Tuesday, January 24, 2006

Celtic Rhythm
Haas and Fraser form award-winning pair

When you think of Celtic music, what comes to mind? Chances are it's a lively reel played on a fiddle, tin whistle, flute, or Uilleann pipes, accompanied by rhythmic help from a Bodhran (Celtic drum) and spoons. Chances are you will also tend to think of it being pitched mostly in the upper registers. There aren't a lot of Celtic instruments designed for a strong bass line.

So the idea of pairing a master fiddler such as Alasdair Fraser with the sublime cello playing of Natalie Haas might seem like a stroke of brilliance, something bold and new. But according to Fraser, it's a pairing that has deep roots in Celtic tradition. "People may be familiar with the gorgeous, melodic cello sound," Fraser says, "but they're surprised to learn that the cello used to comprise the rhythm section in Scottish dance bands."

Fraser is unquestionably one of the finest fiddle players in the world, both in performance and his tireless promotion of Scottish music. His repertoire spans centuries of Scottish music with a willingness to push those forms in new directions.

Haas, now in her early 20s, first came to Fraser's attention at age 11 while attending one of his Valley of the Moon Scottish Fiddling School camps. Encouraged by Fraser, she began to investigate the cello's potential for rhythmic accompaniment to fiddle tunes.

In 2004, the musicians joined forces for Fire & Grace, an award-winning album that showcases a wide range of styles, from sizzling reels and airs to the lush melancholic pieces that are also a hallmark of Celtic music. The album is well balanced, with Fraser and Haas sharing the spotlight and complementing each other with effortless grace. Fraser's fiery fiddle is matched and mellowed perfectly by Haas's rich, sonorous cello.

Fraser says, "Natalie unleashes textures and deep, powerful rhythms that drive fiddle tunes. We can duck and dive around each other, swap melody and harmony lines, and improvise on each other's rhythmic riffs. She has such a great sense of exploration and excitement for the music."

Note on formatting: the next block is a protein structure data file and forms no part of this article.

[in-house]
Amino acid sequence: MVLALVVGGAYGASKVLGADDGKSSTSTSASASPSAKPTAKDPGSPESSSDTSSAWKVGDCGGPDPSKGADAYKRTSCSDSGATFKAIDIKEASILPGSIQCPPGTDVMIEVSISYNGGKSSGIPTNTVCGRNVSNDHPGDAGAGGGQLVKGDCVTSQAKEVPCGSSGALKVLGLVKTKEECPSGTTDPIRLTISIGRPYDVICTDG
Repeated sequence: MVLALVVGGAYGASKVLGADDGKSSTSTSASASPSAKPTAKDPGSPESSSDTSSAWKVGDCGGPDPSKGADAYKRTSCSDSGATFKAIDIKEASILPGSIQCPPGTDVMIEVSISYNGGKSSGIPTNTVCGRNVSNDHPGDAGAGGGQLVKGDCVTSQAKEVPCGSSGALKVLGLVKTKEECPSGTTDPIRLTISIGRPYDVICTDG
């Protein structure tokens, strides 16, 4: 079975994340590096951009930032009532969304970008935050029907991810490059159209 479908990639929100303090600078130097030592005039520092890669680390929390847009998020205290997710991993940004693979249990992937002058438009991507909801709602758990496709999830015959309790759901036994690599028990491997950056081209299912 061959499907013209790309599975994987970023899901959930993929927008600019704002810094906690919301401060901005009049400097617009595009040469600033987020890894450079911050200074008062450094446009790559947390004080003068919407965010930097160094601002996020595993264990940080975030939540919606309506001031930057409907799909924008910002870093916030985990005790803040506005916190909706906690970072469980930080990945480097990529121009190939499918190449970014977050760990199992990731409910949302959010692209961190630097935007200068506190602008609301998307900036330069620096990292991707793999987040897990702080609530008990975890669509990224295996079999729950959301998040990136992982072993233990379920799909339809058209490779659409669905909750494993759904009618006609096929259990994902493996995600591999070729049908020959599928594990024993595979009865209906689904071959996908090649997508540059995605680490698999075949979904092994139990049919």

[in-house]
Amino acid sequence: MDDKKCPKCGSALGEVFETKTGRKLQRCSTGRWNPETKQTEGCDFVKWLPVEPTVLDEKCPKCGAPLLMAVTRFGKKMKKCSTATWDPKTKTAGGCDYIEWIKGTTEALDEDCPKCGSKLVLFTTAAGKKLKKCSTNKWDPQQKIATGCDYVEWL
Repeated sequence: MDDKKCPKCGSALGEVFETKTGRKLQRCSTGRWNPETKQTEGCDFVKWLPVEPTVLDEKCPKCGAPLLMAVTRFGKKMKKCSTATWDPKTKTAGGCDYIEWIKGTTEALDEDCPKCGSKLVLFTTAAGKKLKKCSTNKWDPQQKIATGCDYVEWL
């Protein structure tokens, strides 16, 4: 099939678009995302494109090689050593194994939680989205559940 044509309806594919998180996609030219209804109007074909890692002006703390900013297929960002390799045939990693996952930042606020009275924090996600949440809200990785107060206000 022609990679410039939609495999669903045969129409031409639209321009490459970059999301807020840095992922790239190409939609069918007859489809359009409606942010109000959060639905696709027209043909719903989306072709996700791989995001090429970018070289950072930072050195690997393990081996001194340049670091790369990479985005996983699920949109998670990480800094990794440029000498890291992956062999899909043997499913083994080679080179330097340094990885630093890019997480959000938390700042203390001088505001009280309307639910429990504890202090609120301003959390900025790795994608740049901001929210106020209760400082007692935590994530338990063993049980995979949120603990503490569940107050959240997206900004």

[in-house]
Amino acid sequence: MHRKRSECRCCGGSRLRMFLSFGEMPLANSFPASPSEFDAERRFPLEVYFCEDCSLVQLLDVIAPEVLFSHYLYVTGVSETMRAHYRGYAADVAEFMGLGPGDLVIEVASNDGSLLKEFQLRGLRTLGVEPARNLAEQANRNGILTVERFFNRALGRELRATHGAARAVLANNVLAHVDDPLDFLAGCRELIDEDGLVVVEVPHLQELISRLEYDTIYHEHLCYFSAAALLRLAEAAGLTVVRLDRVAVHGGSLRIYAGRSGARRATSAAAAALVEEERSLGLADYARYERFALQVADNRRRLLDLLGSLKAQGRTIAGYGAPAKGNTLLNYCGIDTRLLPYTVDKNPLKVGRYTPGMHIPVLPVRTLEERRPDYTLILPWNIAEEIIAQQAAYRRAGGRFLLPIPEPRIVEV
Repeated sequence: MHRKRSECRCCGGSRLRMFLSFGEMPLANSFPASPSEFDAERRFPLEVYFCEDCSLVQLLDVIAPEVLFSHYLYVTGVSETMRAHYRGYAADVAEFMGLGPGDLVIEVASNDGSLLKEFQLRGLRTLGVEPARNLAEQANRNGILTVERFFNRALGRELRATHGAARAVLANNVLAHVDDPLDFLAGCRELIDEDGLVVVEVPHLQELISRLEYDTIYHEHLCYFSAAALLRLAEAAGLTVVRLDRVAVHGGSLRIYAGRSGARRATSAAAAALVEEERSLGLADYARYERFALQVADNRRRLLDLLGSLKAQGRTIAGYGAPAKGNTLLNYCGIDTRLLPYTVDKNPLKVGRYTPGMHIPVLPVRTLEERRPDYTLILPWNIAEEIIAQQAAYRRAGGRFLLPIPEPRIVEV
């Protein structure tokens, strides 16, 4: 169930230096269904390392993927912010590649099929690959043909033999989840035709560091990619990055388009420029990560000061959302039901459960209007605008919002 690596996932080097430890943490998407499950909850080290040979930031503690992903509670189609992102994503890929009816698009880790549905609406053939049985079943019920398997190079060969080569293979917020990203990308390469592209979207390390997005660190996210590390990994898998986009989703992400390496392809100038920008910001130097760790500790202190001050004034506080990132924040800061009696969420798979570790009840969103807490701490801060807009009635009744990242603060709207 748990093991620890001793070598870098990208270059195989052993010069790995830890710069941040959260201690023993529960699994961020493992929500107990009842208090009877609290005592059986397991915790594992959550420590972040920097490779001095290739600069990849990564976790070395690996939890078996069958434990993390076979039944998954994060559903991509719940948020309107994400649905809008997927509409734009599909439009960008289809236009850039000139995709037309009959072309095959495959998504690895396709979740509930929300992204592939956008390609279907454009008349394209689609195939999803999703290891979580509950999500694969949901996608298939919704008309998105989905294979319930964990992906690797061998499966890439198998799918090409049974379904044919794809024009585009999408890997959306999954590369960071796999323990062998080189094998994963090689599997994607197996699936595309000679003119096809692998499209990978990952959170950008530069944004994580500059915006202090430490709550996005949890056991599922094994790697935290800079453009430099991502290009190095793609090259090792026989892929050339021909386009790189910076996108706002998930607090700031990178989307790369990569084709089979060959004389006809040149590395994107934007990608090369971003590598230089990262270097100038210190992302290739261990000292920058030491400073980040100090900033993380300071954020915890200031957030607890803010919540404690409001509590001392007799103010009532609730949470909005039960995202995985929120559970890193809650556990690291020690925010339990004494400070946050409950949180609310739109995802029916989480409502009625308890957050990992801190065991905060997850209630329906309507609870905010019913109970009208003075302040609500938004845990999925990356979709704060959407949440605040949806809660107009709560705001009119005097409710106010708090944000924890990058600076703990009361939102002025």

Now a Juilliard graduate, Haas will return to Eugene in May as part of Mark O' Connor's Appalachia Waltz Trio.

Ave Amadeus
Oregon Mozart Players celebrate the composer's 250th birthday.

Marcus Thompson
This year, a high percentage of classical music institutions will be adding even more Mozart than usual to their programs, Jan. 27th being the 250th anniversary of his birth. In Eugene, the Oregon Mozart Players are taking the lead with a series of events, including:

• In Search of Mozart, a new documentary film about the composer's life and music, showing at the McDonald Theatre Saturday, Jan. 21.

• A chamber music and chocolate concert that evening in the same venue, featuring two lively, small-scale Amadean gems — the chirruping Oboe Quartet and the iridescent Clarinet Quintet.

• A glorious orchestral concert on Friday, Jan. 27 at the Hult Center's Silva Concert Hall, with an ideal tribute to the great classical composer, including two of his most famous vocal showcases, Regina Coeli and Exsultate Jubilate, with soprano Lauren Flanigan, and the overture and a scene from the opera The Marriage of Figaro. They'll also perform two of the greatest works in Western music, both written near the end of Mozart's too-short life: his magnificent Symphony #41, and the luminous Clarinet Concerto, with renowned clarinet virtuoso David Krakauer. This show features some of the most beautiful music ever written, performed by the Mozart Players, Eugene Concert Choir and UO opera students.

The UO School of Music presents its own free Amadeus tribute. On Thursday, Jan. 26 at Collier House fortepianist Anne Dhu McLucas, violinist Margret Gries and Eugene Symphony clarinetist Michael Anderson perform more chamber music gems including sonatas for piano, violin and piano and yet another lambent work featuring clarinet, the so-called Kegelstgatt Trio. The musicians use period instruments like those Mozart wrote these pieces for, and they make a real and positive difference in experiencing these timeless creations.

That's only one of several fine UO concerts this month. On Sunday, Jan. 29, the popular Imani Winds ensemble (last seen at the Bach Festival) play one of the 20th century's most poignant masterpieces, Ravel's Le Tombeau de Couperin. In addition they'll perform Latin American music by Arturo Marquez, Mario Lavista and the great Astor Piazzolla, plus an original quintet by the group's own Valerie Coleman. It's always great to see a young group playing relatively recent music from outside the classical mainstream.

Other recommended UO concerts include chamber music by Brahms, Turina and Dvorak played by viola virtuoso Marcus Thompson and UO faculty members on Jan. 26; music by Bach, Debussy, Faure and others performed by flute virtuoso Louise Di Tullio on Jan. 22; and the Good Vibes jazz duo on Jan. 23, featuring music by Charles Dowd, Chick Corea, Keith Jarrett and others. The UO/Lane Community College Oregon Jazz Festival culminates in public concerts at LCC Performance Hall on Jan. 20 and 21.